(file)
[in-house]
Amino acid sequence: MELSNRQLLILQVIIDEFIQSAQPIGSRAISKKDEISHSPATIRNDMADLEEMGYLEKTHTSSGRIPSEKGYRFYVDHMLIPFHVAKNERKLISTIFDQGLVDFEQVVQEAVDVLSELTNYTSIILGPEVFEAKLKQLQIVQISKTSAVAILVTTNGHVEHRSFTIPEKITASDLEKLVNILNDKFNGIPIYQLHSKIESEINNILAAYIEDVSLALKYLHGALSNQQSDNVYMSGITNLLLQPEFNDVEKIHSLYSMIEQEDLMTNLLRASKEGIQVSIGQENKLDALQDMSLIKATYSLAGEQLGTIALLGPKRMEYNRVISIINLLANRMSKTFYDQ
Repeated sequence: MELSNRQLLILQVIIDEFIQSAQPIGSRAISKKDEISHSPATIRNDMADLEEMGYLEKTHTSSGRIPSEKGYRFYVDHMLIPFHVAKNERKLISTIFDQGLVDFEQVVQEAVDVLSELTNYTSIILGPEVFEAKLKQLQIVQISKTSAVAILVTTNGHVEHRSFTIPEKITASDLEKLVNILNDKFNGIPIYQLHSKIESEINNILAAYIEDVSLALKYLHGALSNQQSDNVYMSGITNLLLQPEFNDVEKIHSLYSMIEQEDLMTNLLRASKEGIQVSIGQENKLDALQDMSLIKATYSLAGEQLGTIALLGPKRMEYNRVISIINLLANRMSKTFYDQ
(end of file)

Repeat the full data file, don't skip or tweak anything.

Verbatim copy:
[in-house]
Amino acid sequence: MELSNRQLLILQVIIDEFIQSAQPIGSRAISKKDEISHSPATIRNDMADLEEMGYLEKTHTSSGRIPSEKGYRFYVDHMLIPFHVAKNERKLISTIFDQGLVDFEQVVQEAVDVLSELTNYTSIILGPEVFEAKLKQLQIVQISKTSAVAILVTTNGHVEHRSFTIPEKITASDLEKLVNILNDKFNGIPIYQLHSKIESEINNILAAYIEDVSLALKYLHGALSNQQSDNVYMSGITNLLLQPEFNDVEKIHSLYSMIEQEDLMTNLLRASKEGIQVSIGQENKLDALQDMSLIKATYSLAGEQLGTIALLGPKRMEYNRVISIINLLANRMSKTFYDQ
Repeated sequence: MELSNRQLLILQVIIDEFIQSAQPIGSRAISKKDEISHSPATIRNDMADLEEMGYLEKTHTSSGRIPSEKGYRFYVDHMLIPFHVAKNERKLISTIFDQGLVDFEQVVQEAVDVLSELTNYTSIILGPEVFEAKLKQLQIVQISKTSAVAILVTTNGHVEHRSFTIPEKITASDLEKLVNILNDKFNGIPIYQLHSKIESEINNILAAYIEDVSLALKYLHGALSNQQSDNVYMSGITNLLLQPEFNDVEKIHSLYSMIEQEDLMTNLLRASKEGIQVSIGQENKLDALQDMSLIKATYSLAGEQLGTIALLGPKRMEYNRVISIINLLANRMSKTFYDQ